An Emotional History of St. Anthony's Hubba

Or learning to let yourself be vulnerable at the spot.

It became clear that I had reached an impasse. The summer heat pressed into 16-year-old me with a brutishness that left me sticky, dehydrated, and my skin-tight jeans unable to give me the range of motion necessary to ollie up into a backside lipslide on the infamous hubba ledge outside of St. Anthony’s Catholic Church in Trail, BC.

This was a familiar struggle. I’d found myself at this obstacle many times before. Constricted by the wrong thing I thought I was doing right. Where I believed I had the ability to execute, but for whatever reason, it wouldn’t compute. The data input not matching the output, leaving me incompatible with the world around me. A frustrating state of stasis.

In times past when meeting this wall, I’d elected to run headlong into it in ungraceful, Gronk-like ways. Choosing not to step back and see if I could walk around it or if there was a door I could simply knock on to get through. The year previous, with a notice of a school suspension still sticking out of my back pocket, I spent hours trying to nollie noseslide the ledge. Eventually, due to sheer will and ignorance, I rode away as if a phantom had been in control. My legs numb, lips pasty white, and my friends all fed up from having to wait on me and my stubbornness.

Afterwards, I was bedridden with sunstroke, suspended from school, and the clip would never end up being used in anything until debuting in GIF form above sixteen-years later. Had I learned anything from this? Maybe acknowledged the suffering I’d put my friends and myself through? Did I ever show the note to my father? At the very least, had I realized it wasn’t a great idea to wear a toque in +25 degree celsius weather?

Later that summer, I’d return in an unsuccessful attempt to bluntslide St. Anthony’s hubba. Toque on, pants so tight you could see the detail of my kneecaps, I was ready to spend hours slamming my person into the hot asphalt. My legs barely able to move in the stiff second-hand Levis, I’d clip on the way up to the ledge, slip out on the way off of it, throwing myself like a penny into a wishing well on every attempt, only ever getting the thud of impact as a response.

That had been a difficult year. Following the death of my stepfather and my mother subsequently suffering a mental health crisis that required hospitalization, my skateboard and I became a singular entity. It was a distraction and absolution from the weight I couldn’t carry. Skateboarding magazines and videos became the holy text I’d turn to for comfort. Ryan Gallant’s video part in Transworld Skateboarding’s First Love, set to the song “O-o-h Child” by the Five Stairsteps, became a hymn. I’d put it on repeat just to hear that things are gonna get easier, that things’ll get brighter.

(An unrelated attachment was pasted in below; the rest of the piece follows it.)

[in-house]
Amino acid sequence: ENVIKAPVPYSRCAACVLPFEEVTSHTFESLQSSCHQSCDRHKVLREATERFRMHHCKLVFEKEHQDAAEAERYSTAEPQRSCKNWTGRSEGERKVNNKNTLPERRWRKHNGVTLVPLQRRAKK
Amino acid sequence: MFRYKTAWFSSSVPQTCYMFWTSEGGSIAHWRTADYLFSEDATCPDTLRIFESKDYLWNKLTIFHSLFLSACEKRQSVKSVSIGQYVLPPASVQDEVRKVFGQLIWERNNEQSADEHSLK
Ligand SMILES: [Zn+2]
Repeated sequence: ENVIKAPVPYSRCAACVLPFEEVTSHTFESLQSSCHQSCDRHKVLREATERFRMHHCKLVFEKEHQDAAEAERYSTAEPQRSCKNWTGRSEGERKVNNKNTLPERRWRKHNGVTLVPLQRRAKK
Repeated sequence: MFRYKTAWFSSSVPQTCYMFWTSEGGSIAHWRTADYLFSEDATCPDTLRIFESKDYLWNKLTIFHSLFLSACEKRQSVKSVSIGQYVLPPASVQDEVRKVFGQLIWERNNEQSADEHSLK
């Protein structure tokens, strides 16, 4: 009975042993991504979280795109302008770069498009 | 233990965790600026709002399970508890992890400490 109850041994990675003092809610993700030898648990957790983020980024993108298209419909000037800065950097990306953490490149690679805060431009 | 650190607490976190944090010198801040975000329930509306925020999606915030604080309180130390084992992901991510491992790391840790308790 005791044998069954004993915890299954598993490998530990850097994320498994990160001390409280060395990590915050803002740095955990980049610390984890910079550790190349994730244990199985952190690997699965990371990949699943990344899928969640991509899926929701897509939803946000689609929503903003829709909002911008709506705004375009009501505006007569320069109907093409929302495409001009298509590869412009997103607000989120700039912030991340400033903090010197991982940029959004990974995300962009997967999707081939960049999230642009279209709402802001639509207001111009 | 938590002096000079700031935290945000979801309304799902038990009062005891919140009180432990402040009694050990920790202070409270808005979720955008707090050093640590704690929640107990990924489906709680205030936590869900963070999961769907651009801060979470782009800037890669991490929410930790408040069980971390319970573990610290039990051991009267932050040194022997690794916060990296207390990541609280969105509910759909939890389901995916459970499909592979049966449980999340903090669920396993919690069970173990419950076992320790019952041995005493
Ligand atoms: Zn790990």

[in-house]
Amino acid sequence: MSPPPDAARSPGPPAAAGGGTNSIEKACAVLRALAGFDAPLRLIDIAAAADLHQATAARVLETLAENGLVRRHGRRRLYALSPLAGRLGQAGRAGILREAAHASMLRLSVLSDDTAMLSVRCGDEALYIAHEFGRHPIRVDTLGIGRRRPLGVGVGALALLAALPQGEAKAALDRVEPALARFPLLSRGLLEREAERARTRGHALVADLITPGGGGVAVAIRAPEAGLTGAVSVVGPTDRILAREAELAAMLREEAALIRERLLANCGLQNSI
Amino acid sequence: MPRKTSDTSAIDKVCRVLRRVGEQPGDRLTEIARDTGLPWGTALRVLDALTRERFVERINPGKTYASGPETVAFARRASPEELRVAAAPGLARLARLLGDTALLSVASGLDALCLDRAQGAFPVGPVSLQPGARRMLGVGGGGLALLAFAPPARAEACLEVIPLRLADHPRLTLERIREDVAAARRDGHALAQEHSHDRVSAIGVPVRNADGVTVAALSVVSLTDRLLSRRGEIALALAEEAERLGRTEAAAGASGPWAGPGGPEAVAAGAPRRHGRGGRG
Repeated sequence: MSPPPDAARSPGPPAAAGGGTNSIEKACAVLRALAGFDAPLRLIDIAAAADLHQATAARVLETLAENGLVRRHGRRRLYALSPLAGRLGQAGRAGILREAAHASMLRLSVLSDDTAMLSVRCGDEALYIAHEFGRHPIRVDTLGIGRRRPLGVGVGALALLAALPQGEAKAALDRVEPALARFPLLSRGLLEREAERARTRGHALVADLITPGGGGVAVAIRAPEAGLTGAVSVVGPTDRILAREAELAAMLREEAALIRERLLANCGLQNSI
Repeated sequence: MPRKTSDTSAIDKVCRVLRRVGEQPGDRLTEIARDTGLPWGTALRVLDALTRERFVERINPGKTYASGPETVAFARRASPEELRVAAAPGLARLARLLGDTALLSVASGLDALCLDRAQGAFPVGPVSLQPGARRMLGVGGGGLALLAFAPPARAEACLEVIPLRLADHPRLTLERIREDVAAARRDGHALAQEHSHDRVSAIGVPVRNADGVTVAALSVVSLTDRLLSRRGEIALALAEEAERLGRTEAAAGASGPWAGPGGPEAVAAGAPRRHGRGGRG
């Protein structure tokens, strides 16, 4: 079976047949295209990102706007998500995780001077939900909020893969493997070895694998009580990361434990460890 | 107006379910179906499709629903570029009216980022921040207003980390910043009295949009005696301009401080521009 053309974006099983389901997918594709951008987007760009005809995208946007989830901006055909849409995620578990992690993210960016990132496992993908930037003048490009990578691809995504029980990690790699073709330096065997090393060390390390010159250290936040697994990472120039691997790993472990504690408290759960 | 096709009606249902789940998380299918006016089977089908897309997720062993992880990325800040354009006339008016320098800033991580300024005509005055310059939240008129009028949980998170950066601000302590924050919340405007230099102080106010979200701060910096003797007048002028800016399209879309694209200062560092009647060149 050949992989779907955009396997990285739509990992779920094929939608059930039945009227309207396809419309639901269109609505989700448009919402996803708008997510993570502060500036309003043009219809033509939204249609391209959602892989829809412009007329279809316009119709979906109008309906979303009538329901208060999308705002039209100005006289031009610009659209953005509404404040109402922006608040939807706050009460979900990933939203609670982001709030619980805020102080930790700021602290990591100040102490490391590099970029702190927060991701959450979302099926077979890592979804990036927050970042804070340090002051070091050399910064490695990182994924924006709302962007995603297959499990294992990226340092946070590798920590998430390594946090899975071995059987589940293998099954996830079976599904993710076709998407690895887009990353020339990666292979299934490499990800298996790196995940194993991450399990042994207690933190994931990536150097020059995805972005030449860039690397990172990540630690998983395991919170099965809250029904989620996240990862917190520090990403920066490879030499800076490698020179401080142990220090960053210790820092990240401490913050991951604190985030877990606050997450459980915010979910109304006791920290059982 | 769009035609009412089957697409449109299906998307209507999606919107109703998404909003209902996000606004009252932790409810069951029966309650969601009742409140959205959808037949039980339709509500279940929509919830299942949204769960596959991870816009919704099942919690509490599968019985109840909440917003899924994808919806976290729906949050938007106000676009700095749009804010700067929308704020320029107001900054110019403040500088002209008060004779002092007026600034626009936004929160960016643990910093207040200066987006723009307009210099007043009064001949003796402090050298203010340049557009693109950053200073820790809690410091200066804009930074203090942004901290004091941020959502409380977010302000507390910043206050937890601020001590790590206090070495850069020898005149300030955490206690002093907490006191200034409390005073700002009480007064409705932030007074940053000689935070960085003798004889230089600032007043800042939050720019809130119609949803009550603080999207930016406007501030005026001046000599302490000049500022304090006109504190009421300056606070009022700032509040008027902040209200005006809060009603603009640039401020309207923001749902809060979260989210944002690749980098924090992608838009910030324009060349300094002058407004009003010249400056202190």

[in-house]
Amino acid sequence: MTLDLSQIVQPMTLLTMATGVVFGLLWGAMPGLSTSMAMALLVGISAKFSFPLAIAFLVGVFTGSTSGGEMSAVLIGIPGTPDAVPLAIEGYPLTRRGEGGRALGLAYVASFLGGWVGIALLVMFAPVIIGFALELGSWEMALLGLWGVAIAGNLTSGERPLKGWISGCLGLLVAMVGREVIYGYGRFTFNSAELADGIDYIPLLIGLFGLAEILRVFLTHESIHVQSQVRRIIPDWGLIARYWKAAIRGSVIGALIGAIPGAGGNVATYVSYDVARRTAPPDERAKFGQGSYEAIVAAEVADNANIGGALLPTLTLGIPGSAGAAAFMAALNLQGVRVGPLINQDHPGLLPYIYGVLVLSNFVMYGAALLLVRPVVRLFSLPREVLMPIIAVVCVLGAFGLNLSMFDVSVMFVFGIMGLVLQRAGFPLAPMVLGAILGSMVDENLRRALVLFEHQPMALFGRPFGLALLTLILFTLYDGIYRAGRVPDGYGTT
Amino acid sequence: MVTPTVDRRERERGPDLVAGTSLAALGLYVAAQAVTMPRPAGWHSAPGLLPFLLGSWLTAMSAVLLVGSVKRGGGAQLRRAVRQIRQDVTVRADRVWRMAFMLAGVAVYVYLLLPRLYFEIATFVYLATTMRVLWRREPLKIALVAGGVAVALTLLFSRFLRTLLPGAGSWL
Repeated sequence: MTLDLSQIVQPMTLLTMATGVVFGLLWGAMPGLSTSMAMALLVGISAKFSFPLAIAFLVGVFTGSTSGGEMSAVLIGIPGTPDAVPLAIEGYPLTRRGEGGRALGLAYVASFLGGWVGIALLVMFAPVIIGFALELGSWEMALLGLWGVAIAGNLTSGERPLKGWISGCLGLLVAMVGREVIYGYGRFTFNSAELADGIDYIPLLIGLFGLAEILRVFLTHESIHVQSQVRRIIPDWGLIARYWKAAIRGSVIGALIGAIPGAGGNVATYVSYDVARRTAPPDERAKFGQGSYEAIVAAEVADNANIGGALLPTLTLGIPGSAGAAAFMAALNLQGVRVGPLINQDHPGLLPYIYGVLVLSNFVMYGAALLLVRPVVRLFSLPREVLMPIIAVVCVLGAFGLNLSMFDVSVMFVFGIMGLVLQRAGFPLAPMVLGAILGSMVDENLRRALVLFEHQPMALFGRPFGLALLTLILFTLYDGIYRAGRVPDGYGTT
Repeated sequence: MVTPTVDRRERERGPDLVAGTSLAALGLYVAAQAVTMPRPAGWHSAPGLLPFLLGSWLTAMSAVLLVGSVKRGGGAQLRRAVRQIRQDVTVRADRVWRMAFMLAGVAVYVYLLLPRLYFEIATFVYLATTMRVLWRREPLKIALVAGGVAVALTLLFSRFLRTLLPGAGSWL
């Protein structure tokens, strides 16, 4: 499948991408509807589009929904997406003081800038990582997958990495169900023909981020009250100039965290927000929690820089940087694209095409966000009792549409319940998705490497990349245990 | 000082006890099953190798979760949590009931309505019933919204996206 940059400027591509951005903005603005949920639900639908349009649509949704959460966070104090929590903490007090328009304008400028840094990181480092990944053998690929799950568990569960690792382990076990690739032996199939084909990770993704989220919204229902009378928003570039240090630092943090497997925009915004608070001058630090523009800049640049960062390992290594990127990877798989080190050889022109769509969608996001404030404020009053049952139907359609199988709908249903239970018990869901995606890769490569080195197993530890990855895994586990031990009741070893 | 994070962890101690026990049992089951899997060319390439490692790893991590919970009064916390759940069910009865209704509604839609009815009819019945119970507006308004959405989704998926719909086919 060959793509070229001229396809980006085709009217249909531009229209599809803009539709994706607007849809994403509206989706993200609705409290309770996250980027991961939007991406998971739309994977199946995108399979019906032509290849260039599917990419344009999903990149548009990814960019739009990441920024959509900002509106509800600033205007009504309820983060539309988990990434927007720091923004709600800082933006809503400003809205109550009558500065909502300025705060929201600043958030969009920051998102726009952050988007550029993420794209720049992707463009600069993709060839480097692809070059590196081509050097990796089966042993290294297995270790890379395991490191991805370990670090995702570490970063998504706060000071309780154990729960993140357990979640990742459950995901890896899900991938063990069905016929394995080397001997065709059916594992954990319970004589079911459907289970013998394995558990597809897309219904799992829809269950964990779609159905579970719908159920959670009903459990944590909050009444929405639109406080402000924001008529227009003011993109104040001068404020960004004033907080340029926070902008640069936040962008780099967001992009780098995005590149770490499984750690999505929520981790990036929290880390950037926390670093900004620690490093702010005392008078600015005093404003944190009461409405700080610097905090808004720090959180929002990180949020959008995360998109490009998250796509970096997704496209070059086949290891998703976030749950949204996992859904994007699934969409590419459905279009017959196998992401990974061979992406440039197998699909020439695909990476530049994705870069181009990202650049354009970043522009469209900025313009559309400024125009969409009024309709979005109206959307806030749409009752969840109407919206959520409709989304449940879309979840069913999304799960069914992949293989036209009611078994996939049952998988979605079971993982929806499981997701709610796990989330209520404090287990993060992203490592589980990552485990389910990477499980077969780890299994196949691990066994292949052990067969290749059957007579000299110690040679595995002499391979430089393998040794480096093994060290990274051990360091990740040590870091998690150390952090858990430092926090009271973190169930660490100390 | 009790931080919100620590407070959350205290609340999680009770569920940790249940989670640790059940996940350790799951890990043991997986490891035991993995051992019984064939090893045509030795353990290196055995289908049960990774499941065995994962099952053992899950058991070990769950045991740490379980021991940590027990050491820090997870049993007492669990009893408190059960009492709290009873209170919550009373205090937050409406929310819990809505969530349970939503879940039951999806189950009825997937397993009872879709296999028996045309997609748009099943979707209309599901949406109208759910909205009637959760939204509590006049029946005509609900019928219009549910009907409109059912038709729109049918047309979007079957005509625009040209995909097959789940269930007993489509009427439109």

Introspection is difficult in times of great personal upheaval, like trying to fit a key into the lock of your front door after one too many drinks. If there was a chance to work through this anguish, to do the trick, I would first have to make myself vulnerable in order to acknowledge and learn from what was ailing me. Looking up, I tried to make out the image in the circle of stained glass above the church doors, sunlight obscuring the figure blown into its surface.

There, in front of god and St. Anthony’s, I pulled off my pants. Exposing the pale flesh of my thighs to an unforgiving sun and gritty parking lot. A cool breeze teased at the hem of my boxer briefs. A couple of painless tries later, I was riding away.

If I’d had the foresight, I would’ve taken this lesson and let it guide me into whatever future I might stumble into. Unfortunately, flashing cheek at the local house of worship didn’t translate into the talismanic metaphor I needed it to at the time. It wouldn’t be until adulthood, when the precipitous deterioration of my own mental health, fortunately, coincided with finally being able to afford therapy, that I finally learned how to allow myself to be vulnerable. To let others see me in that place, root around in it, and attempt to sort through the mess.

It’s still a struggle, but progress has been made, however shaky it seems at times. This fluid state keeps me vigilant as the world changes along underneath it. St. Anthony’s is no longer a church, having been converted into an “office and living space” a few years back. But the ledge is still there. I sized it up last spring, the thing still as slippery as ever.